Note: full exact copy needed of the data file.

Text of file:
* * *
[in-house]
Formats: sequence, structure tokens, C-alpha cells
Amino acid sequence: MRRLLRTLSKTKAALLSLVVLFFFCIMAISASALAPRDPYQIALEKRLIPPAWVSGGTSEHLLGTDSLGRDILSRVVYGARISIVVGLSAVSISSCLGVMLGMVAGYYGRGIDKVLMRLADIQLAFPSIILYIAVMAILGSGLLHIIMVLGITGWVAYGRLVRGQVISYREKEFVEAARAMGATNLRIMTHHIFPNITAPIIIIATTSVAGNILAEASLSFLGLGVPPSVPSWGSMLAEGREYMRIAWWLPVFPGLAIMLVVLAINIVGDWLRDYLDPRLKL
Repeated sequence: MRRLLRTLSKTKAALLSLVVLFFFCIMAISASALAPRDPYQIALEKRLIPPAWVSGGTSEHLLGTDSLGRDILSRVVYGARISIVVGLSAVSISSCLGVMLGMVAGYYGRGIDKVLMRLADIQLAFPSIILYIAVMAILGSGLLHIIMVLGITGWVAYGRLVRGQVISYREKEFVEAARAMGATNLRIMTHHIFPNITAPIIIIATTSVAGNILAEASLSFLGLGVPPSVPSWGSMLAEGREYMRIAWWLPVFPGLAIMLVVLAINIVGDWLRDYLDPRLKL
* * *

[in-house]
Formats: sequence, structure tokens, C-alpha cells
Amino acid sequence: MRRLLRTLSKTKAALLSLVVLFFFCIMAISASALAPRDPYQIALEKRLIPPAWVSGGTSEHLLGTDSLGRDILSRVVYGARISIVVGLSAVSISSCLGVMLGMVAGYYGRGIDKVLMRLADIQLAFPSIILYIAVMAILGSGLLHIIMVLGITGWVAYGRLVRGQVISYREKEFVEAARAMGATNLRIMTHHIFPNITAPIIIIATTSVAGNILAEASLSFLGLGVPPSVPSWGSMLAEGREYMRIAWWLPVFPGLAIMLVVLAINIVGDWLRDYLDPRLKL
Repeated sequence: MRRLLRTLSKTKAALLSLVVLFFFCIMAISASALAPRDPYQIALEKRLIPPAWVSGGTSEHLLGTDSLGRDILSRVVYGARISIVVGLSAVSISSCLGVMLGMVAGYYGRGIDKVLMRLADIQLAFPSIILYIAVMAILGSGLLHIIMVLGITGWVAYGRLVRGQVISYREKEFVEAARAMGATNLRIMTHHIFPNITAPIIIIATTSVAGNILAEASLSFLGLGVPPSVPSWGSMLAEGREYMRIAWWLPVFPGLAIMLVVLAINIVGDWLRDYLDPRLKL